An environmental group is urging Olin Corporation to switch its Charleston, Tn., plant to a mercury-free process.
The group, Oceana, says the plant is the #1 source of mercury air pollution in Tennessee.
Oceana is holding a press conference on Wednesday to release a new report – Cleaning Up: Taking Mercury-Free Chlorine Production to the Bank.
The group is focusing on five chlorine plants "that refuse to switch to mercury-free technology, despite major financial and environmental benefits."
Officials said the Charleston plant "is showcased in the report as a major mercury polluter with no excuse for not switching. This press conference will outline the report’s findings and make it available to the media.
It will be at 11 a.m. at 490 Stuart Road NE in front of Olin's Chlor-Alkali Division Headquarters in Cleveland.
Those taking part include Suzanne Wisdom, Tennessee field organizer, Oceana, along with other concerned local citizens.
The five plants – or Filthy Five as the report labels them – are Ashta Chemicals in Ashtabula, Ohio; ERCO Worldwide in Port Edwards, Wis., PPG Industries in Natrium, W.Va. (with headquarters in Pittsburgh, Pa.) and Olin Corporation’s two plants in Charleston, Tn., and Augusta, Ga. (with headquarters in Clayton, Mo.).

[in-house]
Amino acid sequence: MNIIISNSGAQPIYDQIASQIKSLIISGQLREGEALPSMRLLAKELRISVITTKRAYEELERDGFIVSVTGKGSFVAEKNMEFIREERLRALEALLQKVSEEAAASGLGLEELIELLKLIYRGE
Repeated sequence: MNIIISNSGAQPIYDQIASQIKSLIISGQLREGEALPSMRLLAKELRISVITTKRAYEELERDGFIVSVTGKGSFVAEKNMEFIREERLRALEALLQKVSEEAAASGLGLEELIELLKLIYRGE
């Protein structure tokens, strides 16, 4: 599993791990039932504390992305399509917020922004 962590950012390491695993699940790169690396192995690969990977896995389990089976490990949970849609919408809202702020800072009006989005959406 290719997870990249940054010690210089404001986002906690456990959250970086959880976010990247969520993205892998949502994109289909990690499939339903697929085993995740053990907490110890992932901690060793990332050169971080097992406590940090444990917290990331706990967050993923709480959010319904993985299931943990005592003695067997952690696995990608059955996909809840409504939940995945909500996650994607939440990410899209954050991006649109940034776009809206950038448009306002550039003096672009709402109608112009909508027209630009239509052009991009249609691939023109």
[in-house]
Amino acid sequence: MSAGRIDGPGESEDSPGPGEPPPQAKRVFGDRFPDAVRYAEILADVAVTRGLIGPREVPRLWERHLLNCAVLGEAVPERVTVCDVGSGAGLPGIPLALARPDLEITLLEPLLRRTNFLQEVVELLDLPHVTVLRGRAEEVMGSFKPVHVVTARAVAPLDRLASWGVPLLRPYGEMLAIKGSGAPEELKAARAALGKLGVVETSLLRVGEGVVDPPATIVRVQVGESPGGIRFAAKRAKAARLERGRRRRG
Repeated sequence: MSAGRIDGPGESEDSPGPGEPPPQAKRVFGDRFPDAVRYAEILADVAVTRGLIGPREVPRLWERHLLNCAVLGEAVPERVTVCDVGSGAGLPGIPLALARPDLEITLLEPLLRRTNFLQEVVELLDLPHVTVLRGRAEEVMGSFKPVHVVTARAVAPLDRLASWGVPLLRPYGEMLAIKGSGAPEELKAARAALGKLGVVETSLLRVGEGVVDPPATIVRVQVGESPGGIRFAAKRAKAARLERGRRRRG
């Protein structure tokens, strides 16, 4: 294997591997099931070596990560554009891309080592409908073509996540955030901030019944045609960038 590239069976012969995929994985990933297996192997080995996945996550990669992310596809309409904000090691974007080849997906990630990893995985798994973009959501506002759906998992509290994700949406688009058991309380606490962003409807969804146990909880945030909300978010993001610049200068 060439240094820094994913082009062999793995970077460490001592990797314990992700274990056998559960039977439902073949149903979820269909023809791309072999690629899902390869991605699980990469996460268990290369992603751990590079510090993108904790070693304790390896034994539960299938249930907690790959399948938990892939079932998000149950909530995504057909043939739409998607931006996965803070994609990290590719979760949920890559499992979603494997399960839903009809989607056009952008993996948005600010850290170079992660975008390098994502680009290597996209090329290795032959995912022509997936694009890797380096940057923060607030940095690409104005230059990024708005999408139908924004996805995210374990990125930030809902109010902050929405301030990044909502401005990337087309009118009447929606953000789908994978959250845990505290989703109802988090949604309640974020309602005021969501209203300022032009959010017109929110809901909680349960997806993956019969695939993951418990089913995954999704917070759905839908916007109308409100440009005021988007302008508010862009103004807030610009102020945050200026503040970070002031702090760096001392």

The report analyzes more than 115 chlorine plants "that are shifting or have successfully shifted to mercury-free technology, and shows how Olin could protect public health and the environment, while saving millions of dollars and increasing profits, simply by modernizing production technology. Oceana – an international conservation group – has repeatedly asked Olin and the three other companies operating mercury-based plants to shift to mercury-free technology as part of an ongoing campaign launched in 2005.
"Mercury is a dangerous neurotoxin that gets released into the environment and ends up on our dinner plates. In April, the Tennessee Department of Environment and Conservation issued an advisory that sensitive populations including children, pregnant women and nursing mothers should avoid eating large mouth bass from a section of the Hiwassee River that includes the area around the Olin plant due to mercury contamination."